I usually have fresh flowers on my painting table. I notice I donít really look at them too often Ė they just have to be there. If it is a shape of flower Iím not real familiar with, Iíll study it carefully, and then Iíll proceed to describe it on paper. Once, in a class I was taking, the instructor used artificial flowers in the still life set up. I just couldnít get excited about painting the flowers without the real thing being there. 

Sometimes I may refer to a photograph but I would always rather paint real life from real flowers. Which reminds me Ė being members of a hiking group we are cautioned not to pick the wild flowers. Itís illegal. When I bring in columbines itís from my own garden. One of my prints is a bouquet of wildflowers in a vase. Later I realized that might be sending a wrong message and was sorry Iíd depicted them in a vase even though they had come from a florist and my imagination.

Once I have my sketch done I do an under-painting. Thatís a light glaze of yellow, pink or orange in warm passages or blue and purple in the cool passages of the painting. I leave quite a lot of white paper so my painting will have a crisp sparkle necessary to a successful watercolor painting.

Once the under-painting is dry (often quite rapidly in Colorado!) I begin with light glazes over large sections of the painting. I may do more drawing at this stage. Occasionally I will use masking fluid to save some necessary white highlights. I donít mask large areas. I carefully paint around the large white sections.

I continue to evaluate the painting as I proceed. Often it will evolve into something quite different than Iíd planned for better or worse. Thatís when the intuitive part of the painting process takes over and I just feel what I need to be doing.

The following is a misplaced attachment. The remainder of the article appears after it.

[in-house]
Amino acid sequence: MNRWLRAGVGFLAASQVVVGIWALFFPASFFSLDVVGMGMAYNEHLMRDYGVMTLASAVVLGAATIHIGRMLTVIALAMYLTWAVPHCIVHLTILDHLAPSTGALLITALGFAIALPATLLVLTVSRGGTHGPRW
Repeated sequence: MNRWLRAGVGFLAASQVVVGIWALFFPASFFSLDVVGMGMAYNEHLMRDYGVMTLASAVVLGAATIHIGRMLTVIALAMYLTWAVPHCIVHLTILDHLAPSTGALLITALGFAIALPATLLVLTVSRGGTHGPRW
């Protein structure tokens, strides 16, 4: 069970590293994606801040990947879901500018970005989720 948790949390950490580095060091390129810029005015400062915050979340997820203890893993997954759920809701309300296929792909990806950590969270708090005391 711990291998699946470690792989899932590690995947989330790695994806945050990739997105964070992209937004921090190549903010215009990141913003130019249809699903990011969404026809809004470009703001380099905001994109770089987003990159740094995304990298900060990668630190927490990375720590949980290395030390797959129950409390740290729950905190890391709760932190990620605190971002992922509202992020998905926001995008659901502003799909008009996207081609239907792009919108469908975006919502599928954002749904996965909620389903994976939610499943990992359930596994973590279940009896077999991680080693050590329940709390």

I try to have a "star" or center of interest in every painting. I will put some dark values in fairly early to define that focal point. I want there to be areas of rest in the painting. The beauty of the watercolor medium is that you can get fuzzy, suggestive areas, using the wet-into-wet technique. This suggests distance or mystery. In a painting you want to think of it as a poem, not a novel. Leave suggestive areas for the imagination.

Glazing must be done with transparent pigments (not opaque) so that the light can reflect through each layer. My palette is fairly limited. I can use come cadmium colors, but I am careful about mixing them. Theyíre quite opaque. I have used a primarily "Jeanne Dobie" palette for several years. Her book "Making Colors Sing" has been my greatest tool for color selections.

There are many artists I admire and have quite a library of watercolor books. Weíve attended many workshops and classes, too. Among them are Susan Blackwood, Nita Engle, Duane Light, Tom Lynch, Timothy Clark, Cathy Goodale, Gerald Fritzler and others.

Sometimes I just know a painting is working and that itís done. Often Phil and I are thankful for each other to say, "Sign it - before it gets overworked."

Watercolor painting is a journey, one that is very rewarding.  It is something you can continue to grow at.  Iím not sure you can learn all it has to offer in a lifetime!  Happy Painting!

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Copyright © 2009 Judy Bert Frisk - All rights reserved.
Last modified: June 13, 2009